# Core saturation detector-differentiator

I am building some project that requires me to measure the saturation corrent of some homemade inductors winded on scavaged ferrite cores, so I decided to try and create a circuit that will aid me in measuring.

From what I know and read the current thru the inductor at a constant voltage rises linearly with time and when core enters saturation the current start to rise exponentially. So I've came up with something like this:

simulate this circuit – Schematic created using CircuitLab

The idea behind this is I would measure the voltage across a sense resistor R take its derivative and pass it thru a differential amplifier which will compare the current value with a previously obtained fixed value stored in S/H circuit. And if the difference is bigger than some preset value the comparator would output a high value.

Why I think this might work: The derivative of the linear function is a constant and the derivative of the exponential function is exponential function. So when the circuit would sense the that the output voltage from OA1 is not a constant it would trigger and shut off the MOSFET. I would then read on the oscilloscope the time the output was high and calculate the saturation current.

But for it to work I would need to update the S/H circuit frequently, I am planning to do this every second iteration. However I dont have this quite worked out yet, because I am stuck at the first part, the differentiator:

simulate this circuit

I've searched thru the web and found out how and why it works but never found the equations that would describe its behaviour. I would need a unity-gain differentiator with cut-off frequecies at around 100-1k Hz and 100k-1M Hz. So I decied I would go and write the equations myself. This is the furthest I've come:

Transfer function: $$H(s)=\frac{sC_1R_2}{s^2C_1C_2R_1R_2+s(C_1R_1+C_2R_2)+1}$$

Its magnitude (in hope to find cut-off frequencies): $$|H(s)|=\frac{\omega C_1R_2}{\sqrt{\omega^4 C_1^2C_2^2R_1^2R_2^2+\omega^2C_1^2R_1^2+2\omega^2C_1C_2R_1R_2+\omega^2 C_2^2R_2^2+1}}$$

I see whoule bunch of squares in the square root, but have no idea how could I simplify it.

Excuse me if this is to long of a post, but I want to make sure that this is the right approach/path that I've taken.

• Frankly, I'd do it digitally, with an MCU... – Laszlo Valko Apr 18 '15 at 18:05

I'm offering this answer as an alternative saturation detector. Pass a direct current thru the coil that can be varied from a milli amp to possibly several amps. This is easily achieved with an opamp and BJT as a constant current generator.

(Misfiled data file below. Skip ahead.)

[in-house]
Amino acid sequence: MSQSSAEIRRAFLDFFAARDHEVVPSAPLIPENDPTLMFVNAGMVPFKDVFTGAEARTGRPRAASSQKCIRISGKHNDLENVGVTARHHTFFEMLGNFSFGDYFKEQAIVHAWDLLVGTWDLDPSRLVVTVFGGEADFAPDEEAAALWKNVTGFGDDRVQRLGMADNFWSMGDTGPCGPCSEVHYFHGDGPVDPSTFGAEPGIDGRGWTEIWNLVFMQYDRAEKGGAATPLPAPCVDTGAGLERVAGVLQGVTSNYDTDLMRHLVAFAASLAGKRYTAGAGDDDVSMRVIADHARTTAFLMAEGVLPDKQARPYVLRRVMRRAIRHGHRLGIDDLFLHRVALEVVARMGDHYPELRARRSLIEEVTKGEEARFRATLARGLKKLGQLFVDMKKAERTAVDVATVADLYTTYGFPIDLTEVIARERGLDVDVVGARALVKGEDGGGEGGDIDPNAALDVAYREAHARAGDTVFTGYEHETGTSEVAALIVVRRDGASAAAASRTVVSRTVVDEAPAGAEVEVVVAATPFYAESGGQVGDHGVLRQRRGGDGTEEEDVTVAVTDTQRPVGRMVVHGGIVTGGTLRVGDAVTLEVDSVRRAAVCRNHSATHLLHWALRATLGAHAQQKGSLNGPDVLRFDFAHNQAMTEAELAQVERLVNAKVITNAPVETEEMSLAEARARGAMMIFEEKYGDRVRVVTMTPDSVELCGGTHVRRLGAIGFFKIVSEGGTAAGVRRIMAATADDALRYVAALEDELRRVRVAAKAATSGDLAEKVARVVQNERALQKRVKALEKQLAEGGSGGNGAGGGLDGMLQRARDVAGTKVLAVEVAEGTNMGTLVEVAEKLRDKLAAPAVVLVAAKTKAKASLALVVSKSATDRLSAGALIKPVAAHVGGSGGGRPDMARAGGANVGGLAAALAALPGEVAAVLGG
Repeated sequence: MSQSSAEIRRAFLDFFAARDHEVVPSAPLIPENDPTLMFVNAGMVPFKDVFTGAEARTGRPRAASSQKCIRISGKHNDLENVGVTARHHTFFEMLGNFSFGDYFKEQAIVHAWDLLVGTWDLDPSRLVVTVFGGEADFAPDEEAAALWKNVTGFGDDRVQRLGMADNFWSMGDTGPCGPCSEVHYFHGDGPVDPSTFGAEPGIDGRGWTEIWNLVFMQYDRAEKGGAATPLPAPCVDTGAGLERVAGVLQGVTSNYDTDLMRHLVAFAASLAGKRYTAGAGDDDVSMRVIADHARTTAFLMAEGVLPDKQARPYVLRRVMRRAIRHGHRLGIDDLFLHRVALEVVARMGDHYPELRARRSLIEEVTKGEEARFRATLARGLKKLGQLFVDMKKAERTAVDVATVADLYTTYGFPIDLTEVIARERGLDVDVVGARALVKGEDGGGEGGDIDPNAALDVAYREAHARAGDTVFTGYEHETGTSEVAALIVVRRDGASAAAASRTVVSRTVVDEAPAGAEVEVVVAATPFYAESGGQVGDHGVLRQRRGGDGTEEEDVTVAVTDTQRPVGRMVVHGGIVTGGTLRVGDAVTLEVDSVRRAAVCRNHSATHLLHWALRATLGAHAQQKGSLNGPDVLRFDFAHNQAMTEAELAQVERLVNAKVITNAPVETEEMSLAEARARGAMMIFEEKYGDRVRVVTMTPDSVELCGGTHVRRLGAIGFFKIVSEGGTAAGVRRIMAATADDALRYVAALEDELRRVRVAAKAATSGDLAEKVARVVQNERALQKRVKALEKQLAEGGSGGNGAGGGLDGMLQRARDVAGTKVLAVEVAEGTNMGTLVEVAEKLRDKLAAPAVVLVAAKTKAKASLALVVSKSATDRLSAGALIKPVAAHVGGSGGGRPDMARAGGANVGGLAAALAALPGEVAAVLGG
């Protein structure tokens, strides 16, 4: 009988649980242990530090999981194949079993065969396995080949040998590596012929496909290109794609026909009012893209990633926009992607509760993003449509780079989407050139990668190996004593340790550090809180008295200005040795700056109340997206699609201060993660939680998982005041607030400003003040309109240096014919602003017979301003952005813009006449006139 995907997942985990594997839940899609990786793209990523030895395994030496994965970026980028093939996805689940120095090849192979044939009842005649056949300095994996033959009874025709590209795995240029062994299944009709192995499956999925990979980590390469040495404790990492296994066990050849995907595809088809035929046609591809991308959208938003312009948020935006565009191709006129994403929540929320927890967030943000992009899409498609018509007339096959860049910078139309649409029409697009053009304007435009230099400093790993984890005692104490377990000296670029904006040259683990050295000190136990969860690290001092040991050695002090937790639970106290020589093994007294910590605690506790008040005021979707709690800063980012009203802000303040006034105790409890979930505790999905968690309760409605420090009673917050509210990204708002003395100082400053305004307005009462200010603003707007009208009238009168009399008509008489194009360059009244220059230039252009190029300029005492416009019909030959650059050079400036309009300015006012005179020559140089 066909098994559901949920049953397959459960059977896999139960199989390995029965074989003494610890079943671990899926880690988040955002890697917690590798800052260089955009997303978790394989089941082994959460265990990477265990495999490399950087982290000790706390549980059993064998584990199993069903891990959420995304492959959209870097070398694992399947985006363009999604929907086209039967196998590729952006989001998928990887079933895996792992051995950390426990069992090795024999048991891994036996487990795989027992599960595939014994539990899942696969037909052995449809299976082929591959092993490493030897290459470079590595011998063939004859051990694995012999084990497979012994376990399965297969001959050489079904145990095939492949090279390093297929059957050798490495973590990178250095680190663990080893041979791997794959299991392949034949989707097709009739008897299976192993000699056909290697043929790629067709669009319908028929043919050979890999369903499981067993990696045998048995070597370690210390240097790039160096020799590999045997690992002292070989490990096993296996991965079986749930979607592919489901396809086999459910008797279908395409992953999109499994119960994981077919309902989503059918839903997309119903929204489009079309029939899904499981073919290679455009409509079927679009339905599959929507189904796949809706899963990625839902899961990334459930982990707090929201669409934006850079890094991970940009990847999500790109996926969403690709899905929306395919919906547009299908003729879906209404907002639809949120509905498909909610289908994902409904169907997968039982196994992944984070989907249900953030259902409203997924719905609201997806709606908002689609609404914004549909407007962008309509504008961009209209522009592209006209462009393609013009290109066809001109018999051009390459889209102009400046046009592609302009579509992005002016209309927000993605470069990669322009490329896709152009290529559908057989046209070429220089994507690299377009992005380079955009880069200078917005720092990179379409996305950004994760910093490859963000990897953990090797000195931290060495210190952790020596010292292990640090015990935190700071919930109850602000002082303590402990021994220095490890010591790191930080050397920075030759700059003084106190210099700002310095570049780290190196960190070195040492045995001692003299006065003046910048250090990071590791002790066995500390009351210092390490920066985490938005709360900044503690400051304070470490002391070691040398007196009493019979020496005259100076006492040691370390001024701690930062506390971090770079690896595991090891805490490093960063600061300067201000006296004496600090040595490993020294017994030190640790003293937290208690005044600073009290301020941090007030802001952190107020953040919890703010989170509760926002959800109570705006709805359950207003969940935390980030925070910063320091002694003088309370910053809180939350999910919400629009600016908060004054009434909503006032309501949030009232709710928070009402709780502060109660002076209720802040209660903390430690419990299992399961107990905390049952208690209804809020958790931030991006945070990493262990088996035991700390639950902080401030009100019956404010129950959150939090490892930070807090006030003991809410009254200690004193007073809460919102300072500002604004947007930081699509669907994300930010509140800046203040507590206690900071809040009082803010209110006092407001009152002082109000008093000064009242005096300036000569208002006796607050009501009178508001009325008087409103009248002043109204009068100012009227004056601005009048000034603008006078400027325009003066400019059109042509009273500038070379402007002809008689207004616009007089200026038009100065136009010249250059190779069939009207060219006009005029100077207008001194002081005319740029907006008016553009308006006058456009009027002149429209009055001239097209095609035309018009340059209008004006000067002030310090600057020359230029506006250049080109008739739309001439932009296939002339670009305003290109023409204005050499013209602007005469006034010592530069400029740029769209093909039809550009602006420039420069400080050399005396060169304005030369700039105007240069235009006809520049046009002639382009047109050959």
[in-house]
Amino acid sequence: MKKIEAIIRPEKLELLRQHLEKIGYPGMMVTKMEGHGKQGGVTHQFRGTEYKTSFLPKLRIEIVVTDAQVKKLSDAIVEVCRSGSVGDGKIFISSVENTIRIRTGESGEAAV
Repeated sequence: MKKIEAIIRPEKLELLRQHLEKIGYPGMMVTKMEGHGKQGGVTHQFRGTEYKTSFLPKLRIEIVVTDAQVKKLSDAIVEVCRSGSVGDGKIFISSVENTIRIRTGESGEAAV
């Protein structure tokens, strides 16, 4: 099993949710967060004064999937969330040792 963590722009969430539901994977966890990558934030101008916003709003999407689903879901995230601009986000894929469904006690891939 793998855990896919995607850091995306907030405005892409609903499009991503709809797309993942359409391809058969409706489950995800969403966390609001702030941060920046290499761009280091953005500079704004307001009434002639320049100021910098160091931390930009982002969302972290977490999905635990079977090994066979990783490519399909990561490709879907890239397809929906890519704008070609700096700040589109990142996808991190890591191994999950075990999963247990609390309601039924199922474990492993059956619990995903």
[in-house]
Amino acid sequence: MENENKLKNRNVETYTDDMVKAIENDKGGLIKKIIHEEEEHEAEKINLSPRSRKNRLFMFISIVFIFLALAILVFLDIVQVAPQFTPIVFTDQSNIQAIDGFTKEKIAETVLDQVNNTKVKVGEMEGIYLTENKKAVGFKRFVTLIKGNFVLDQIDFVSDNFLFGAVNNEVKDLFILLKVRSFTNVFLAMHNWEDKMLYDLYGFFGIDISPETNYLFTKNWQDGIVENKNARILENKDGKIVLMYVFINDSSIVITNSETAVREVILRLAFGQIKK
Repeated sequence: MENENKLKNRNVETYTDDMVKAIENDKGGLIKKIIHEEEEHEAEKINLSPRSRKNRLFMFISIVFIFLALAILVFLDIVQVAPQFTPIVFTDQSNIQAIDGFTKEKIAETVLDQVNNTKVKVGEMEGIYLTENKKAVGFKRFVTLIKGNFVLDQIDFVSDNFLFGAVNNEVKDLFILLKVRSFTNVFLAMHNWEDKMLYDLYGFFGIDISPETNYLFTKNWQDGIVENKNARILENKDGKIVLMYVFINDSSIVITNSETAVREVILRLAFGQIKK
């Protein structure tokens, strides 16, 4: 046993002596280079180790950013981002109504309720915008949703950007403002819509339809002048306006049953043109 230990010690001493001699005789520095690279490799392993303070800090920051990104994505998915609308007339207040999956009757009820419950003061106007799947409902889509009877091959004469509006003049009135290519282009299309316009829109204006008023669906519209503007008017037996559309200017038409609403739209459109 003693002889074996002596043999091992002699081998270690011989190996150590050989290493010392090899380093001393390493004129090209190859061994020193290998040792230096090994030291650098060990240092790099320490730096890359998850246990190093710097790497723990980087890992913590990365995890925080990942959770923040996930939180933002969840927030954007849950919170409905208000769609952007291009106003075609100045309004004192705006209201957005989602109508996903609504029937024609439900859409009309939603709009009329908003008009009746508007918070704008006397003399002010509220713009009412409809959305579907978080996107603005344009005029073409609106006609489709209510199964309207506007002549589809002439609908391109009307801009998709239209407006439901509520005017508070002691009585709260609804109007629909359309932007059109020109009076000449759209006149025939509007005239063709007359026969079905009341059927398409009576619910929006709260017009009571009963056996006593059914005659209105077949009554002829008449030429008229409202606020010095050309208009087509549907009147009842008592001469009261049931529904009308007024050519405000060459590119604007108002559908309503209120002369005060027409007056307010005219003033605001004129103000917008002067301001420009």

Next, generate a low amplitude sinwave and capacitive couple it to the inductor. Measure or view the sine amplitude on an oscilloscope and, gradually raise the dc current. At some level of current the sine amplitude will begin to drop indicating the onset of saturation. More dc will mean less sine amplitude because of more saturation.

The sinwave can be sourced from a regular bench oscillator with 50 ohm or greater output impedance.

You could even incorporate the inductor into a colpitts oscillator and watch the frequency rise as saturation increases.

Looking at your formula, it seems that the centr frequency is $\dfrac{1}{2\pi\sqrt{C1 C2 R1 R2}}$ but I'm on an android and don't have full capabilities to analyse.

Thinking about it a bit more, because of the virtual earth nature of the circuit, R1 and C1 are independent of R2 and C2 so high pass is dictated only by the input components and low pass dictated by the feedback components. This of course assumes LP and HP frequencies are significantly different and by the sound of it they are.

• I really like your solution, very simple. I'll try it out and I'll wait for Dwayne to post his schematic before accepting any anwsers. – Golaž Apr 19 '15 at 16:49

If you don't mind measuring the parameters using an oscilloscope, you could use the technique that I use.

I have a large MOSFET with a low-value current-sense resistor in the source pin to ground. The gate has a 33 Ohm resistor in series with a 10k resistor to ground. The drain goes to a terminal for one side of the inductor under test and to a clamp circuit that consists of a fast diode driving an automotive light bulb. Bulb is 1141, I think. I'll have to check.

The other side of the inductor lead goes to several large, very-low ESR all in parallel and to ground. The intent is to have a very stiff power supply when testing the inductor.

I drive the gate with my pulse generator. This is an older Continental Specialists pulse generator with separate Hi & Lo pulse adjustments.

Finally, I connect a DC power supply set to 10.0 Vdc to the reservoir capacitors.

Connect the scope across the current-sense resistor. Connect the inductor to the test jig and set the pulse repetition rate to several hundred Hz.

Now start to increase the pulse width and observe the inductor current on the scope.

You will see a nice, straight ramp as the inductor absorbs current. As you increase the pulse width, the current increases.

You can calculate the inductance from the slope of the line. That's the reason for setting the supply voltage to 10.0 Vdc - it makes things easier to calculate.

As you increase the current, you will see the current ramp bend or inflect. You can easily see how the inductor behaves as it approaches saturation.

I'll update the answer with a schematic of my test jig when I get back to work on Monday.

But the test jig works very well.